Released On April 01, 2009

Michigan Wine Lovers Lose Access To 1000s of Wines Today

—State Abandon’s Opportunity To Raise Millions in Tax Revenue—

(Sacramento, CALIF)—Michigan wine consumers today lost access to thousands of wines at the same time the state will forgo millions of dollars in tax revenue at a time when it is desperately needed. Today is the first day Michigan will begin enforcing a law that prevents Michigan residents from having wine shipped to them from most in-state wine stores and out-of-state wine stores.

Passed late last year at the behest of the Michigan Liquor Control Commission and Michigan wine and beer distributors, HB 6644 provides that any shipments of wine direct to Michigan residents from wine stores can only occur with vehicles owned by the store and not by common carriers such as Fed-Ex or UPS. The new law makes it practically impossible for wine to be directly delivered to Michigan consumers from most wine stores located in-state or out-of-state.

Liquor Distributors Interests Protected

Instead of STATEs and Consumers

Though presented with a well-tested system for issuing permits to and collecting taxes from out-of-state wine stores, the Michigan Liquor Control Commission and Michigan legislators sided with Michigan liquor wholesalers who opposed competition from out-of-state sources.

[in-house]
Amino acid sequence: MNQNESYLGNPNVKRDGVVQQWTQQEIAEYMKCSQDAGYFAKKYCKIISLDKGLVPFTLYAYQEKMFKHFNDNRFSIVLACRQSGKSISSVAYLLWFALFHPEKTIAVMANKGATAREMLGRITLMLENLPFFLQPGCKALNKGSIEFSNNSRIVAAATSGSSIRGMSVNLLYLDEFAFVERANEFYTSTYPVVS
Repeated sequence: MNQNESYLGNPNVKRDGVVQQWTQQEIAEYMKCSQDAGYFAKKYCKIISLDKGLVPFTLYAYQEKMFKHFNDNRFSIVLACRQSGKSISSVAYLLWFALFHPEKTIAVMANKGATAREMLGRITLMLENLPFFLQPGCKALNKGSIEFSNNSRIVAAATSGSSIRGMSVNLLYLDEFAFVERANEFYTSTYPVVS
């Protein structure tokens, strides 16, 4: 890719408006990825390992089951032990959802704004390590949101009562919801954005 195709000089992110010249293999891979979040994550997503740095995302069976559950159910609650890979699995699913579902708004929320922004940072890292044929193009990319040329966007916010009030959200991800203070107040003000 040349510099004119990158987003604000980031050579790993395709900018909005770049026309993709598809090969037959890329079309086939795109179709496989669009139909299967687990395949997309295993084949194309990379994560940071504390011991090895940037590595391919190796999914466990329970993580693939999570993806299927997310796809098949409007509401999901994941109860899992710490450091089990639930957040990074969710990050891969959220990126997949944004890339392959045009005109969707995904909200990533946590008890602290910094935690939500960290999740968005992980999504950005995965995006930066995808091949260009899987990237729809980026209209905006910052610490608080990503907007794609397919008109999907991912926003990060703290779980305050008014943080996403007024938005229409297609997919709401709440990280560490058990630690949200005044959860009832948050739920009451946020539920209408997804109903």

“It’s not only unfortunate for Michigan wine lovers that they have lost access to thousands of wines, but it’s also unfortunate that the state of Michigan won’t take in millions of dollars in sales tax revenue that would have resulted from issuing permits to out-of-state wine stores that want to serve the Michigan market,” said Tom Wark, executive director of the National Association of Wine Retailers. “Instead, the Michigan Liquor Control Commission and lawmakers chose to protect a small clique of powerful liquor distributors.”

Legislators Follow Lead of Campaign Contributors, Not Court

HB 6644 was a response to a September 30, 2008 ruling by a Michigan Federal Court that the state’s prohibition on out-of-state wine retailers shipping directly to Michigan residents was unconstitutional. Judge Denise Page Hood ruled that as long as Michigan wine stores could ship wine to Michigan residents, out-of-state wine stores must be given the same privilege. Michigan chose instead to largely take that shipping privilege away from its own wine stores, leaving consumers with less selection and abandoning a chance to raise millions of dollars in tax revenue.

Michigan liquor distributors that led the push to reduce competitors’ access to Michigan consumers contributed over $522,000 to political campaigns in the last election cycle according to The Michigan Beer & Wine Wholesalers Association alone contributed over $500,000 during the last election cycle leading up to the passage of the anti-shipping bill.

National Association of Wine Retailers is a national organization of wine retailers and consumers that advocates fair wine shipping laws nationwide. For more information see .